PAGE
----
Friday, September 05, 2008


Originally uploaded by rod lewis
August, 14, 2008
To Omaha, Nebraska Norfolk, Nebraska Oneill, Nebraska
399 miles (7,518)

As I sit down tonight to type the tale, at the tail of today, my mind is whirling. I’ve had no time or chance these past two days to catch up on my trip log, and so I’m two days behind, but with SO many thoughts,
So tonight, I have not only to type the tale of today, but finish my started tales of the past two days as well.
Today, I had planned nearly 550 miles to Omaha. Never mind that I also planned to visit Mount Rushmore and take my time through the Badlands. I got up fairly early, showered and broke camp and visited the all-you-can-eat pancake, and bottomless-cup-o-coffee deal. As I finished my coffee, a nasty, all-you-can-stand wind blew in dark clouds and harassed all the tents in the campground. Stakes were being pulled up, picnic tables cleared, and folks were scurrying about to batten down the hatches. I took it as a sign to mount the windhorse and get out of Dodge. I headed south to Mount Rushmore, less dressed than I should have been, but more dressed than was comfortable hiking around at the feet of the presidents.

I have to say that as I drove around the bend and got a glimpse of the carvings, I was less than impressed. This, I thought, was one of those rare things that are more impressive in photographs. Honestly, even after I arrived, parked and milled about the observation area, I kept thinking that it was less hulking and large than I’d thought it would be. I knew, intellectually, the dimensions, but visually, it just wasn’t happening. As I walked about the trail, I noticed some workers standing on top of Thomas Jefferson’s head, and soon they began to rappel down to his nose.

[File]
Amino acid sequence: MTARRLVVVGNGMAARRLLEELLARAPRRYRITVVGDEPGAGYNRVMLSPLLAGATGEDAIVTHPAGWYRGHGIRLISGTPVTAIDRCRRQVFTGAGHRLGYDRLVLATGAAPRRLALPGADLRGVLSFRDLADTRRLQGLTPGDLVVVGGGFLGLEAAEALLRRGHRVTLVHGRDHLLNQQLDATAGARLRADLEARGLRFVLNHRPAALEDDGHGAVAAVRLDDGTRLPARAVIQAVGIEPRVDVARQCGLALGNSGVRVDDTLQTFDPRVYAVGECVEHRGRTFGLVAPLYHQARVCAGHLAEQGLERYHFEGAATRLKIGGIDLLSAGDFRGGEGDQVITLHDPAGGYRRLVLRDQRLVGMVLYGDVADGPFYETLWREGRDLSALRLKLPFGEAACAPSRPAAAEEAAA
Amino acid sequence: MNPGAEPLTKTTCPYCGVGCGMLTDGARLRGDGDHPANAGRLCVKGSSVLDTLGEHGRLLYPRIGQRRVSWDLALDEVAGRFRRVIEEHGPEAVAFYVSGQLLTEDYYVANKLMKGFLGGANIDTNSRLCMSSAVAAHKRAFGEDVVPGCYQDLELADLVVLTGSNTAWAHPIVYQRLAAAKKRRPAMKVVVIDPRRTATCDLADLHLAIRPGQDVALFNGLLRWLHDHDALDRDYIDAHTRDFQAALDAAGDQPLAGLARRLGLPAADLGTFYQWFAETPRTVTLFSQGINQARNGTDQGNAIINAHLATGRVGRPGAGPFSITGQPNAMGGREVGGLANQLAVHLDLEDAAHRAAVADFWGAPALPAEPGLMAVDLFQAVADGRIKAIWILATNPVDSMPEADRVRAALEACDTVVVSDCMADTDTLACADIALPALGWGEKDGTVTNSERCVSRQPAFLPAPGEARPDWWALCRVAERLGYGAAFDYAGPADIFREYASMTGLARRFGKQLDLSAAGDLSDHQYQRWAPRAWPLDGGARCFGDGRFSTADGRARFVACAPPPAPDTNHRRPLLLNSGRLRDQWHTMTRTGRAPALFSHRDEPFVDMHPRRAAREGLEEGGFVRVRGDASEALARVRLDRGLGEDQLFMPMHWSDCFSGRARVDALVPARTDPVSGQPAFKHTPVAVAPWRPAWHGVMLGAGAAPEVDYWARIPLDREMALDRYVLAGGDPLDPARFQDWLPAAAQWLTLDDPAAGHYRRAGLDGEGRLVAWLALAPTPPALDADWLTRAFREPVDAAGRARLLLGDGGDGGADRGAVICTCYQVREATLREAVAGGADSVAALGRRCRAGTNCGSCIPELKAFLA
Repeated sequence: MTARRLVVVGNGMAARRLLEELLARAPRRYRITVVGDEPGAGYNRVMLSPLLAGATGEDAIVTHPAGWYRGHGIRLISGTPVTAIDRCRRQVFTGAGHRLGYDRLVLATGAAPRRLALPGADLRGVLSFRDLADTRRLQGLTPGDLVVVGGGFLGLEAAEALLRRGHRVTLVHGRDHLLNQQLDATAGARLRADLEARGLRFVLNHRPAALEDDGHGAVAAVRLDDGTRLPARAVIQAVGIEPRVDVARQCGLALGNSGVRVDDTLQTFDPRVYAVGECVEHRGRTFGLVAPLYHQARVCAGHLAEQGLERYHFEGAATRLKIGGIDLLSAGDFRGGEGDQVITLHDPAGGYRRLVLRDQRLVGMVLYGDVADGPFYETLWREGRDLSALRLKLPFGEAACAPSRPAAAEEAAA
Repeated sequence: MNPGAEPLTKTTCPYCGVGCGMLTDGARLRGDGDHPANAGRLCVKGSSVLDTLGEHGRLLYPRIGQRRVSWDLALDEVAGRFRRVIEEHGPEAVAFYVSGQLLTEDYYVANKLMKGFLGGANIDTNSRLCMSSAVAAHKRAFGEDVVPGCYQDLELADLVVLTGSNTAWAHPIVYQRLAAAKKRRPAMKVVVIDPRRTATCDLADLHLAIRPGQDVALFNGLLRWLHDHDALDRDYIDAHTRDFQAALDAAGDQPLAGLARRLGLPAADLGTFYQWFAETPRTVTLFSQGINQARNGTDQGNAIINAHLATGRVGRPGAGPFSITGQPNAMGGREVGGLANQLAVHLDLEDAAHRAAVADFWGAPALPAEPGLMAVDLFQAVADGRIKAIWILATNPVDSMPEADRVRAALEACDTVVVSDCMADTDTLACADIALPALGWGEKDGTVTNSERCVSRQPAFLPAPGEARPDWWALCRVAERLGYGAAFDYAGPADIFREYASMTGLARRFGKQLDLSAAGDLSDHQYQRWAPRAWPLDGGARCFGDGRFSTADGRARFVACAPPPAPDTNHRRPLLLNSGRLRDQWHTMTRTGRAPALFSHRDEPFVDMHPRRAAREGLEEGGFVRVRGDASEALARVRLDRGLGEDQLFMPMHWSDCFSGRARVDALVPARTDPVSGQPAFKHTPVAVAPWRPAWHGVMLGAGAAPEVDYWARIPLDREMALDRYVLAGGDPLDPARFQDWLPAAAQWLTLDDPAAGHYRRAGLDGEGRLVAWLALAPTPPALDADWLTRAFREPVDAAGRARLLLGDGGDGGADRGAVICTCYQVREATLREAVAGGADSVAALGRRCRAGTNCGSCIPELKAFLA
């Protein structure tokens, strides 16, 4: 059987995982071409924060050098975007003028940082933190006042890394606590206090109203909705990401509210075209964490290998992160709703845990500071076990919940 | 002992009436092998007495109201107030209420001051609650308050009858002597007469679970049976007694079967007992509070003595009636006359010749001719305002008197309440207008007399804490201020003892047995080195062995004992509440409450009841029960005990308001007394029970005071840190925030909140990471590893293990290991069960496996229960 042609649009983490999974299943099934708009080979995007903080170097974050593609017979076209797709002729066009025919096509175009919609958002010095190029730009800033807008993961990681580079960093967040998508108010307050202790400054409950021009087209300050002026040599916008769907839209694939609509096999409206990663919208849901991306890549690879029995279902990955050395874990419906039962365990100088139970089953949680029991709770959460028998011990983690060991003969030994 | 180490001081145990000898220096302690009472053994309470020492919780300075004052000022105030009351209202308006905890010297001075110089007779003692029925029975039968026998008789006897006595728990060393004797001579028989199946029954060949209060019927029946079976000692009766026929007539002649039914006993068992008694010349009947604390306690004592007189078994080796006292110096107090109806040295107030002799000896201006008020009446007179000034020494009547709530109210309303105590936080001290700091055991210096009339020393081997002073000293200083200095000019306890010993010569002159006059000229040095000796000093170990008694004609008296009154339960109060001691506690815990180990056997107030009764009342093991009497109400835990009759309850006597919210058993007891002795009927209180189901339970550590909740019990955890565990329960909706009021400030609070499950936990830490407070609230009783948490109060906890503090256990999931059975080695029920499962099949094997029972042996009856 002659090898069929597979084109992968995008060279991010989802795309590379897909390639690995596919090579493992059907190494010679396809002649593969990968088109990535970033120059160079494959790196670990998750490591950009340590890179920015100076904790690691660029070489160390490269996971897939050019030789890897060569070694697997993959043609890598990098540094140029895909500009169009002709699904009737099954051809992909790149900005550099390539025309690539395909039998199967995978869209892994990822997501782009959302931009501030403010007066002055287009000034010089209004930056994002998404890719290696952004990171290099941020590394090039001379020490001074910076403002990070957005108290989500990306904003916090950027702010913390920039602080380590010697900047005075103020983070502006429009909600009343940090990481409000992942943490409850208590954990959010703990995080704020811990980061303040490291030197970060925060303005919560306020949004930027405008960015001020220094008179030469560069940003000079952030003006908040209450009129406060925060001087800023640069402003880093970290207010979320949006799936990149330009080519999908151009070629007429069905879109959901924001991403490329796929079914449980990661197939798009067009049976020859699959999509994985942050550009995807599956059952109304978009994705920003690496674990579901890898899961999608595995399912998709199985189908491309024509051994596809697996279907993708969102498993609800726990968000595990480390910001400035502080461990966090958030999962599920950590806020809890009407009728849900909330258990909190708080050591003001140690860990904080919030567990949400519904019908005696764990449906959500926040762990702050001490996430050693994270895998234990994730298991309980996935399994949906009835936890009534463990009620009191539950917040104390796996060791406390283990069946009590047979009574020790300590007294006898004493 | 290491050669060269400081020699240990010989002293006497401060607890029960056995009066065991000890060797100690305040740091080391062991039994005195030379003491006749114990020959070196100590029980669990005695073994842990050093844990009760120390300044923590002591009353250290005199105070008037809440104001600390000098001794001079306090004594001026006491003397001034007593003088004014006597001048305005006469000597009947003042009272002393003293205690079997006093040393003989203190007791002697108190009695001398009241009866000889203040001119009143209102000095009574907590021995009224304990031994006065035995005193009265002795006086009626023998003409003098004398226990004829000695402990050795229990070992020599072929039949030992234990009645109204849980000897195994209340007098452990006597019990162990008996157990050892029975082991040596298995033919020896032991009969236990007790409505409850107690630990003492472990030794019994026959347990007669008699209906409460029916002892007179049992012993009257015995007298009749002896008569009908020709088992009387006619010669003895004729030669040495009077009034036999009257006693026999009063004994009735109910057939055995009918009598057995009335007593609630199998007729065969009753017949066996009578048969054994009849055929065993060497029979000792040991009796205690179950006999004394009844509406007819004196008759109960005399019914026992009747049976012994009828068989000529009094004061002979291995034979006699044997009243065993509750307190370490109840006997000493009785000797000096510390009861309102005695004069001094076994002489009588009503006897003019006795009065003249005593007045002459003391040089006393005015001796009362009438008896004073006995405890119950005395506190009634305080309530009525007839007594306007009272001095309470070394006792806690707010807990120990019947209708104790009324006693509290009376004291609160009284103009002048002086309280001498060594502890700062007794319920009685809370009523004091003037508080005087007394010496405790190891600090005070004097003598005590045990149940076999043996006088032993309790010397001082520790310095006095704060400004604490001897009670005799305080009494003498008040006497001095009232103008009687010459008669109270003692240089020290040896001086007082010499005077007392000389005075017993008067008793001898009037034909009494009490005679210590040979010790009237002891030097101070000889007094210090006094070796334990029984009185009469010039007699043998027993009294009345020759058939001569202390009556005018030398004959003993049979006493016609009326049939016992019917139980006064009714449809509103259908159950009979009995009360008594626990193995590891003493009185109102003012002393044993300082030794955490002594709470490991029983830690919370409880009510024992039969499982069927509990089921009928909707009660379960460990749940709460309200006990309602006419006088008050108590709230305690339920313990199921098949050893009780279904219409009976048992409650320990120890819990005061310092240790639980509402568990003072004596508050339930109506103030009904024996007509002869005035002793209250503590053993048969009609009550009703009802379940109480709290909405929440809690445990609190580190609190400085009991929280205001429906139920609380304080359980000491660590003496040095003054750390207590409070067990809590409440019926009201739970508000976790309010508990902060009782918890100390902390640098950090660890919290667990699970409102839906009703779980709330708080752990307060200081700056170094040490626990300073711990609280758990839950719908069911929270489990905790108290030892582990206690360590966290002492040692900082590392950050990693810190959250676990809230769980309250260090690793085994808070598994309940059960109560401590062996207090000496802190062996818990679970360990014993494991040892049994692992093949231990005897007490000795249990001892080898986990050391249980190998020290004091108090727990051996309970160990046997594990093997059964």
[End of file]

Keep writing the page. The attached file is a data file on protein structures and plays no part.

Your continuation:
This was the perspective I needed. From that point on, the whole thing took on a new meaning. I’d have to say that my preceding itinerary had its affect on Mount Rushmore. The enormous, cliffs and rock faces that I’d ridden between, and under in the Big Horn forest had definitely eclipsed the size of the Black Hills. One should see Rushmore first, before riding from Cody to Sheridan along scenic, seasonal, route 14.

There was another factor eclipsing my experience of Rushmore though, and that was the juxtaposition of natural beauty and human accomplishment. I stood there and wondered at how someone could carve such incredible likeness from stone stories high. I wondered at the fact that most who worked on the project were merely laborers, hired by the artisan and told what to do and how to do it. That the ordinary finesse of bringing out the art in a hunk of stone was rendered by dynamite and pneumatic hammers powered by huge air compressors hundreds of yards away from the work being done. All this was wonder worth pondering.
Meanwhile, back at Yosemite and Yellowstone, rain, wind and rivers whittled formations in granite and earth. Wildfires burned away vegetation that had held topsoil in place and exposed the ground to those same elements. Nature formed its abstract patterns, structures and ever-changing landscapes. The hand of God rendered never before seen, or dreamed of wonders. Nature constantly awes us in its ex nihilo art, while humans merely imitate it.